What's been the most interesting?
The most interesting part is when I was pretending to be sad and crying to reflect Hope's overwhelming feeling and experience. To help me be emotional in front of the camera, I thought about the sadness I will face when I lose loved ones.
Has anything surprised you or have you learned anything new?
I have learned that some youth and women are forced into prostitution by social forces and even by family members; they did not choose this profession.
What other projects are you working on now?
I am currently editing my friend's live jazz event performance and will later make a video about my church young adult ministry.
What are your career goals?
My career goal is to make films and short videos to advance social causes and make positive changes among communities.
What kinds of issues are you interested in working on?
Besides sex trafficking, I am interested in working on environmental injustice, less-privileged communities, special needs, overseas Christian communities, and Asian American identity.
What films have you seen that inspire you?
Many independent and foreign films have inspired me and if I have to choose one, then I would say The Drop Box. I chose this, because it is a heart-wrenching look at abandoned babies with special needs and how one Korean church pastor started adopting each one as his own. I cried throughout the film because the characters and story are that powerful.
What are your other hobbies or interests?
Besides watching movies at home and in theatre, I like to get crafty! That includes making stationary cards, vintage button stud earrings, and duct tape wallets!
There you have it folks --more evidence of crossover between documentary filmmaking and crafting!
More updates afoot soon...stay tuned!
When I tell people that I'm making a documentary about trafficking, people's faces get very serious. They nod and tell me that it's important work, but I can tell it's not something they want to think about. Of course not --no one wants to think about the horrible realities of this issue. I don't.
But I do want to hear about what people are doing to stop it. How people are overcoming it. How organizations and individuals are coming together to end trafficking and help its victims rebuild their lives.
And that's what the Freedom Summit is all about. It's an all-day event this Saturday, May 9th, 2015 at Levi Stadium in Santa Clara (where the 49ers play). There's going to be a really compelling lineup of speakers, including Larry Grant, an NFL linebacker, Mike Honda and Jackie Speier, our congresspeople, Alameda County District Attorney Nancy O'Malley, Brad Myles of Polaris, spoken word artist Regina Evans, and Brooke Axtell, a survivor advocate and singer. And musicians Robby & Bria and Jars of Clay will perform.
Events like these are so great in bringing the community together, helping people find intersections in their efforts to form partnerships, and to learn from each other. I am always inspired when I learn about other people's work, even when they are struggling --maybe especially when they are struggling --because it reminds me that I need to keep plugging away too.
So I'm really excited, not only to be attending, but to be volunteering at this event. There are tons of logistics that we're all juggling at the moment to put it together (which speakers needs rides, who is gluten-free, where will they park, etc, etc) and I am so thankful that there are people driven to organize an event like this and make it all happen.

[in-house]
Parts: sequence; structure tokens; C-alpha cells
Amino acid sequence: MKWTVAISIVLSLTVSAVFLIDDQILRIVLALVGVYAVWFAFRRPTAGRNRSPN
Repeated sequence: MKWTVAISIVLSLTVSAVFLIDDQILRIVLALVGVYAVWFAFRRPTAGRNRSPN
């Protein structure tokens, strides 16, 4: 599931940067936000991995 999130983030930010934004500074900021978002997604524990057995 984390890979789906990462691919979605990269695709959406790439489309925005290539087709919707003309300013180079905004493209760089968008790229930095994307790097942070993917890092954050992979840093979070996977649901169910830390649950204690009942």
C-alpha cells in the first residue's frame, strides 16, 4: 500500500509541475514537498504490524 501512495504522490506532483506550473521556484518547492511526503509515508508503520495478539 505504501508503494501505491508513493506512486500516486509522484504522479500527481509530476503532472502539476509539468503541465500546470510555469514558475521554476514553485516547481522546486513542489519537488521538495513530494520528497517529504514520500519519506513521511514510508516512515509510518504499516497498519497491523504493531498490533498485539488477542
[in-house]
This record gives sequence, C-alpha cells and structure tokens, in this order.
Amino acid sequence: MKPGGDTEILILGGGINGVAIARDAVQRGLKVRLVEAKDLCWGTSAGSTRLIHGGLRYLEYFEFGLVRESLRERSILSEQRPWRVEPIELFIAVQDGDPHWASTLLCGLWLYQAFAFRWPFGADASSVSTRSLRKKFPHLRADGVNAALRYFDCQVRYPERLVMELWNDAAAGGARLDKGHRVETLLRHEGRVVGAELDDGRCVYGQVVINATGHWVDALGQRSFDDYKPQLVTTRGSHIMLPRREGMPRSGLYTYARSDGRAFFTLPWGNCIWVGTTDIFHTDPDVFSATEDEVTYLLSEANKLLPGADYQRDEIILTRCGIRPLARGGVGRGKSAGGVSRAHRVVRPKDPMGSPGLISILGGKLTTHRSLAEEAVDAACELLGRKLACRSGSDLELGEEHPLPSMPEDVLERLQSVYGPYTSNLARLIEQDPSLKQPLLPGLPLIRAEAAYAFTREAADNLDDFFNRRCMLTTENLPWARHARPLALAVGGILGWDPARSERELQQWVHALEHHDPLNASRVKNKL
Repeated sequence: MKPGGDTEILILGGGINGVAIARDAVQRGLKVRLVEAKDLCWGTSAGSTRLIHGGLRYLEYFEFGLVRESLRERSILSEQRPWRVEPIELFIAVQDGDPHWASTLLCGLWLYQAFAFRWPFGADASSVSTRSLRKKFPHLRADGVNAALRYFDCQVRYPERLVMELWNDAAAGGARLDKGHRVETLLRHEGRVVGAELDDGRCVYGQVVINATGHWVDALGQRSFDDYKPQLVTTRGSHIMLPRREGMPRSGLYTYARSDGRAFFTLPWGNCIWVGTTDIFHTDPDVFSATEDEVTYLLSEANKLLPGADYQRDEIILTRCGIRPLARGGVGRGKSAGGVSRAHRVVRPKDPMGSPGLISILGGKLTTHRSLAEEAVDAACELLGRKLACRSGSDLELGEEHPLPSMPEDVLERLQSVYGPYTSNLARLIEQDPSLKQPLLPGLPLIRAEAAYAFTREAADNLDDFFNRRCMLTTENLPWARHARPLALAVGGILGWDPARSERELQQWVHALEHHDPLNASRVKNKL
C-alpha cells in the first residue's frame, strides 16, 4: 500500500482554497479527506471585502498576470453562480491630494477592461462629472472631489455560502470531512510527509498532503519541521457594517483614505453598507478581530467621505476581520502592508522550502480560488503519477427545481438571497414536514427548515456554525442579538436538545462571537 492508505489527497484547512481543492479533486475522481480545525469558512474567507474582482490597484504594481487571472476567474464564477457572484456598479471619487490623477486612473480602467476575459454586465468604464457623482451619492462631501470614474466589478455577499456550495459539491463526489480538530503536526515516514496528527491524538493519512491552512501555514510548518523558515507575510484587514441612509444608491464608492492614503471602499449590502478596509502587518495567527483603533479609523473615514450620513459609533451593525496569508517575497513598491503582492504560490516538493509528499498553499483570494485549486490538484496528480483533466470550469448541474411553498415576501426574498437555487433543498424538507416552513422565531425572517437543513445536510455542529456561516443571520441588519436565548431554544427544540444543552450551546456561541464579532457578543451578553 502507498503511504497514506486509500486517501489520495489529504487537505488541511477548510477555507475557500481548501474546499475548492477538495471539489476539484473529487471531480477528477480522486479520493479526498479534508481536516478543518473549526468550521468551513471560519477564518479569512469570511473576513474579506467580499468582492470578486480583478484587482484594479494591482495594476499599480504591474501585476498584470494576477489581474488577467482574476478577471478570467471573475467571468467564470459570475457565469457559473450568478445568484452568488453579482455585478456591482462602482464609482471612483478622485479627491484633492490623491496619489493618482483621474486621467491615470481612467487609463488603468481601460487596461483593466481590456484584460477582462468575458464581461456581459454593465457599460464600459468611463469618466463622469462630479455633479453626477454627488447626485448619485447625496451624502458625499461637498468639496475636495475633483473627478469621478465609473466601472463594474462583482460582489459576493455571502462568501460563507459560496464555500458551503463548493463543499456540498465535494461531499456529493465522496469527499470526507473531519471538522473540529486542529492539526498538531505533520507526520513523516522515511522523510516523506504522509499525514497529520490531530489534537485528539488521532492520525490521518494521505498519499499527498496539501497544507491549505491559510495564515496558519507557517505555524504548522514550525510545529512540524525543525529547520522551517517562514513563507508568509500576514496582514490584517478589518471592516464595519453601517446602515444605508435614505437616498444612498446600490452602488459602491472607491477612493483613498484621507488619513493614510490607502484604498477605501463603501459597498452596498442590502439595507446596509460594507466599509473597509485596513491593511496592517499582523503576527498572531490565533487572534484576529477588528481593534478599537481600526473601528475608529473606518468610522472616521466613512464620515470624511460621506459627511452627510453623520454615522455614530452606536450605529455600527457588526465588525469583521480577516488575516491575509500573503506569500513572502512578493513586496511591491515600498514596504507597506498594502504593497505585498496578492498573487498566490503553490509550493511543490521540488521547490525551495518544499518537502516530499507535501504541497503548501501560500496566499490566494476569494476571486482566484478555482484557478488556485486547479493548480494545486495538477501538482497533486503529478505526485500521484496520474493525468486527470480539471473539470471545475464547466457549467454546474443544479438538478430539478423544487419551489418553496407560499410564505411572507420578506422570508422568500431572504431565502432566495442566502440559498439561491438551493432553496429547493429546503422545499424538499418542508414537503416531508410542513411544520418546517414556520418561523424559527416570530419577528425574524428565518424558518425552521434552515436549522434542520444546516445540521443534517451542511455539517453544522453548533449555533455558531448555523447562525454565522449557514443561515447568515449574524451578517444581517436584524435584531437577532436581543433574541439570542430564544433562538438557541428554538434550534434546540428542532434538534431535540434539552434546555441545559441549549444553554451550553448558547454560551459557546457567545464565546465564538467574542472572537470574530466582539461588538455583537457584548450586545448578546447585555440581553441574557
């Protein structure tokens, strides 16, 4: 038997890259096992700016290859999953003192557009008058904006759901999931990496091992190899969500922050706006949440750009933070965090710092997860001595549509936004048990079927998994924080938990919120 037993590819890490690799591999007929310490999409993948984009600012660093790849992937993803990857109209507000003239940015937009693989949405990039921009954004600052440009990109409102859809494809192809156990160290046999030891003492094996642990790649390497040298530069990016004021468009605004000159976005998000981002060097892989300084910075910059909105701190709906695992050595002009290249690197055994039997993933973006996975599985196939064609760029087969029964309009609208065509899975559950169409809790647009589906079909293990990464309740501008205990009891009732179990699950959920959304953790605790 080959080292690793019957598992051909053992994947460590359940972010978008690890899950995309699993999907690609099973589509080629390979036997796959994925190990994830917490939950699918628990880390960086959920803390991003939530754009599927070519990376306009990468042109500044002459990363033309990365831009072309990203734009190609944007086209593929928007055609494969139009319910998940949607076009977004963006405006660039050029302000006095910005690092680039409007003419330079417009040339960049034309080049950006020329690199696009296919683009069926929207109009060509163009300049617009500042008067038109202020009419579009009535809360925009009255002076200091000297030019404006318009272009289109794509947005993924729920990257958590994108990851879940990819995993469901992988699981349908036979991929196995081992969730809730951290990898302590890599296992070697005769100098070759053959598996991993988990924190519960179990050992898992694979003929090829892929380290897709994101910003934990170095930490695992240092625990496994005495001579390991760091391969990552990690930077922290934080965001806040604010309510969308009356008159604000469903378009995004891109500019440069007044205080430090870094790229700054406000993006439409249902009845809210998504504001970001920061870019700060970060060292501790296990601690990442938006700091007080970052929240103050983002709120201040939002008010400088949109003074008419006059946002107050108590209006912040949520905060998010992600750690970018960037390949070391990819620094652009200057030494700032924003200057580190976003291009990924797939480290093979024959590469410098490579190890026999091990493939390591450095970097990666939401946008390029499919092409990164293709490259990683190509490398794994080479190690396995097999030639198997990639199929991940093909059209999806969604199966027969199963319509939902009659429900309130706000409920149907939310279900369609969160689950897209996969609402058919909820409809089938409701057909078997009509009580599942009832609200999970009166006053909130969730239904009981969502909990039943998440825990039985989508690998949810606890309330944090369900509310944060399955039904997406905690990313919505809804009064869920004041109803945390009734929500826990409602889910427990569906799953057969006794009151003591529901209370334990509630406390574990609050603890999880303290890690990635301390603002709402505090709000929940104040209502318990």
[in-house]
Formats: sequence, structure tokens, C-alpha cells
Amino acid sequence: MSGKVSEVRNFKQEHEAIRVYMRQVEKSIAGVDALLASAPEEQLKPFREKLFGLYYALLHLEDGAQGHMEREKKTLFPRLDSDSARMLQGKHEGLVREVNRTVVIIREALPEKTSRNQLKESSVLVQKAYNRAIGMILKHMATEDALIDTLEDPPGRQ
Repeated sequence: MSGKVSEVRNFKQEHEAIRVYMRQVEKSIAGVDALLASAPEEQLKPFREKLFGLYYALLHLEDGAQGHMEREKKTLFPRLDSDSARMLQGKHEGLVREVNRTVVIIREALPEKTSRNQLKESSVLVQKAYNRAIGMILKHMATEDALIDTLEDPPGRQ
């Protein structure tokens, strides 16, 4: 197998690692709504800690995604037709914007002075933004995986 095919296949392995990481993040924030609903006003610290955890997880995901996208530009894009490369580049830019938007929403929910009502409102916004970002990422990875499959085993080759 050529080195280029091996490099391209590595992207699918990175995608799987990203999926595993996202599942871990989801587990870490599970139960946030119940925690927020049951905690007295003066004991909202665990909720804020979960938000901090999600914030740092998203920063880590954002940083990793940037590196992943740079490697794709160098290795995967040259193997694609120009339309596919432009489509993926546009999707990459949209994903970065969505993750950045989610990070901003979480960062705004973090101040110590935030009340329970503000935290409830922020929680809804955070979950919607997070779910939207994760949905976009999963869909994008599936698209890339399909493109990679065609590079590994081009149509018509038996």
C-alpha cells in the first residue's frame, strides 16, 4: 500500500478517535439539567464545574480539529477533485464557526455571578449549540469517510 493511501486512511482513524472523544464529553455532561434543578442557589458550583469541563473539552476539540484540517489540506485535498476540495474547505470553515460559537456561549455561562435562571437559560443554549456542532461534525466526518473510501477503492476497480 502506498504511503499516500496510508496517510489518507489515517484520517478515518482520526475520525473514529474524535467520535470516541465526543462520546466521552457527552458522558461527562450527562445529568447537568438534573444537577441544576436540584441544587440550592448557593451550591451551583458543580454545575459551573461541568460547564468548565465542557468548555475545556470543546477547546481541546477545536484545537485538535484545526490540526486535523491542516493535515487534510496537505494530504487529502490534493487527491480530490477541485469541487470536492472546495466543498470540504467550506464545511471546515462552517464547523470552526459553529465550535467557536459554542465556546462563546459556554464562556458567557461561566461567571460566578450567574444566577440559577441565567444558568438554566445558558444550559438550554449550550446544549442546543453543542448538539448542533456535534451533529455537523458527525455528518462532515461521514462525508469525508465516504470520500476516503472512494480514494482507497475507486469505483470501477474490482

The organizer of the summit is the Bay Area Anti-Trafficking Coalition (BAATC). I'm happy to be able to share more about Betty Ann Boeving, BAATC's cofounder.
What alerted you to the issue of human trafficking?
A: Since 2000, my travels to 85 countries have opened my eyes to shocking realities around the globe that involve both natural and man-made disasters. Specifically, I have been compelled to take a personal stand against human trafficking—where people are profiting from the control and exploitation of other people. The reality of this injustice occurring in our lifetime keeps me up at night. According to U.S. State Department statistics, the trafficking of persons is now the second largest criminal industry and the fastest growing criminal activity in the world. Worldwide two million children are taken into forced prostitution every year. Currently in the U.S., at least 18,000 people are trafficked annually into the United States and an estimated 400,000 American youth are at-risk of being trafficked because of economic, family system and psychological vulnerabilities.
Q: We understand that you raised $45K to fight against human trafficking through a climb you did of Mt. Kilimanjaro in Tanzania. How did you end up deciding to do this? What was that experience like?
A: In 2006, while working for International Justice Mission (www.ijm.org), an organization dedicated to helping equip justice systems around the world to protect the poor, I climbed Kilimanjaro to raise awareness and funds to fight child trafficking in Africa. I had met a 12-year old girl named Mary in Kenya, whose parents had been tragically killed, and with the pressures that mounted against her to care for her three younger siblings, Mary was at extreme risk of being preyed upon by traffickers who frequently visited her village offering great paying (falsified) jobs in Nairobi. I was determined to see that Mary and her three siblings could receive care from a local organization that could provide shelter, access to healthcare and education for these children so that they would have vocational options and enough money to resist such tempting offers. (The promise of better jobs or an upfront sum of money to cover a family or medical emergency often propels such an individual into debt bondage, a form of human trafficking.)